Lawyers tend to think only judiciaries or legal experts are good constitutional interpreters. There have been calls for increasing the number of legal experts in the CCI, or moving constitutional interpretation entirely away from the House of Federation/CCI, and to courts.
The judicial system of interpreting constitutions, however, is not a universal cannon. Like Ethiopia, there are other countries where political bodies (parliaments) undertake constitutional interpretation. For example, the country I live in, the Netherlands—a quintessential liberal democracy—bestows the mandate of constitutional interpretation to its houses of parliament and prohibits courts from reviewing the constitutionality of legislations. And in countries where judiciaries give the final interpretation of constitutions, like the U.S., courts’ legitimacy and impartiality is increasingly questioned, with accusations that they effectively make political decisions while being unelected bodies.
This is not to say courts are worse than political bodies in interpreting constitutions. In fact, the opposite is true. And the main ‘engine’ of constitutional interpretation in Ethiopia, the CCI, is already a predominantly legal body as it is composed of majority lawyers (six legal experts and two senior judges, out of eleven members), and only three politicians. It is chaired by the Supreme Court President, an individual enjoying possibly the maximum formal judicial independence as the head of the judicial body that has the “supreme federal judicial authority” of the country, according to article 78 of the constitution.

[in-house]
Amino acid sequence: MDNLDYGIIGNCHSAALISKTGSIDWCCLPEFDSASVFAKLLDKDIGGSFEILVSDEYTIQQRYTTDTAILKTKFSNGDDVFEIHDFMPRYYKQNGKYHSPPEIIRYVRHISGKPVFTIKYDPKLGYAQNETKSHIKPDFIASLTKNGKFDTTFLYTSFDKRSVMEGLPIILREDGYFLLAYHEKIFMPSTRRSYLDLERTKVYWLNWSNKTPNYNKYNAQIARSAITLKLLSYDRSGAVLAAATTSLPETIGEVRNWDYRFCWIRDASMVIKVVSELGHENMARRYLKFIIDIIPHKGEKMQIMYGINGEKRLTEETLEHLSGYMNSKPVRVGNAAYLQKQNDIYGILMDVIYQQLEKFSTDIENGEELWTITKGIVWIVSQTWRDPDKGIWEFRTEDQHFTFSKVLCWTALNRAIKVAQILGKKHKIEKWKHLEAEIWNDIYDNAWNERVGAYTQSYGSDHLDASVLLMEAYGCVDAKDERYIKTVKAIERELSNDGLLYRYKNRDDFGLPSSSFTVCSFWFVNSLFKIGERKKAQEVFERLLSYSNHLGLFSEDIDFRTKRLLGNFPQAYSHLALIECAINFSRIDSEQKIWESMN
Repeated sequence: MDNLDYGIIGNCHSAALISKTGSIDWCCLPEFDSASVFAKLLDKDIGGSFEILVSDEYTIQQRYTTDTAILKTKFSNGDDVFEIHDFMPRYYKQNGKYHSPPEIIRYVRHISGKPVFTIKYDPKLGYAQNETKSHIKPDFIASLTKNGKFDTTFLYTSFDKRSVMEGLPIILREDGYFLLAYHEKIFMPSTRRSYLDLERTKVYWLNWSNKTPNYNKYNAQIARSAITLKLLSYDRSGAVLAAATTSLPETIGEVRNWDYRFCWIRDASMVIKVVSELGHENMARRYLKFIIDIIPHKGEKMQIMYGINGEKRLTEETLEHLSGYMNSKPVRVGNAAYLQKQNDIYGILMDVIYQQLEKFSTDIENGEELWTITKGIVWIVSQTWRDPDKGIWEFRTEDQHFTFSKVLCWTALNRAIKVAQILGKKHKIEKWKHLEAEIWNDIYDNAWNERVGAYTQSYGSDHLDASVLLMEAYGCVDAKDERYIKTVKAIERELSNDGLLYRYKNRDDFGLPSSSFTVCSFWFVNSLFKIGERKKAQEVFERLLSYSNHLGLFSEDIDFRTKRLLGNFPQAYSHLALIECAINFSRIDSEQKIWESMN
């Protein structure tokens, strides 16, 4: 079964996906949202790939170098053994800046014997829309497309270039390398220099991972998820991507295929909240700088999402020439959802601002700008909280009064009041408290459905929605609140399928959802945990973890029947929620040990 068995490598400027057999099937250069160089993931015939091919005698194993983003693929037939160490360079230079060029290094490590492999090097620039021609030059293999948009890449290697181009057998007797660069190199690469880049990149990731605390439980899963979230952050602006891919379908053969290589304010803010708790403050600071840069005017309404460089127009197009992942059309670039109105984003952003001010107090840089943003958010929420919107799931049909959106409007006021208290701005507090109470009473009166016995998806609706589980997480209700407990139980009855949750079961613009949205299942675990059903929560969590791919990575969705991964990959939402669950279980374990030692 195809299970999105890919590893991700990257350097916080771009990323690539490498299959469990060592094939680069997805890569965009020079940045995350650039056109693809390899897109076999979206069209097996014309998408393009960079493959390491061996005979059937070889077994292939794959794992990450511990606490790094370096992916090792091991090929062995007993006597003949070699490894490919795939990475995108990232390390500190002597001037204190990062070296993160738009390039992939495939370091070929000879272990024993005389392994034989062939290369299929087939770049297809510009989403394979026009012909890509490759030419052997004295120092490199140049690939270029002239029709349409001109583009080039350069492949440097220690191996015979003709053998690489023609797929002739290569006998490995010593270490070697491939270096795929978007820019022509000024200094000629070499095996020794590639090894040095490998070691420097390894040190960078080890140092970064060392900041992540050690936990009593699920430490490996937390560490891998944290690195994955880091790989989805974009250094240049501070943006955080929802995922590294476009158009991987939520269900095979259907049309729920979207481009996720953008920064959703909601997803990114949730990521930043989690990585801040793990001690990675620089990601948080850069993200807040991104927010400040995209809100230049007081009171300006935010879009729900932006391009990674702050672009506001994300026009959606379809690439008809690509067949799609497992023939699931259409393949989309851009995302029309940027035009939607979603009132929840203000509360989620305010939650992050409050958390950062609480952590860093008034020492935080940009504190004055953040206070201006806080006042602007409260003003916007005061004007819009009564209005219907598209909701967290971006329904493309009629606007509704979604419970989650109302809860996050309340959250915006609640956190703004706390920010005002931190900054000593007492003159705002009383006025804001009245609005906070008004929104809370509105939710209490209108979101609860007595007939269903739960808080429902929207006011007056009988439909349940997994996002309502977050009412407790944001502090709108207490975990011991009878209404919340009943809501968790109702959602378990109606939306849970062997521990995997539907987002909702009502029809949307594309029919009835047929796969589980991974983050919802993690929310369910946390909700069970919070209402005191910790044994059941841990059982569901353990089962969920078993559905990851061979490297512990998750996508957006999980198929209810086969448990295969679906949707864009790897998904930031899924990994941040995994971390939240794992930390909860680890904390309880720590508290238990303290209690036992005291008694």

However, it should not be overlooked that there are segments of Ethiopian society that draw the legitimacy of constitutional interpretation process from the fact that the House of Federation is positioned as the ultimate guardian. We must accept that there are those that do not put their trust in legal expertise alone, particularly when the thought leaders in that domain in Ethiopia (as in most other countries) happen to be mostly cosmopolitan elites leaning towards liberal (“citizenship-based”) politics. I consider myself among those that feel at home in the cosmopolitan law-school bubble, but if constitutionalism is really a broad-based tradition we build through compromise and trust-building, proposals led by legal experts that anoint legal experts themselves as final arbiters of the country’s fundamental political covenant suffers from law-school bias.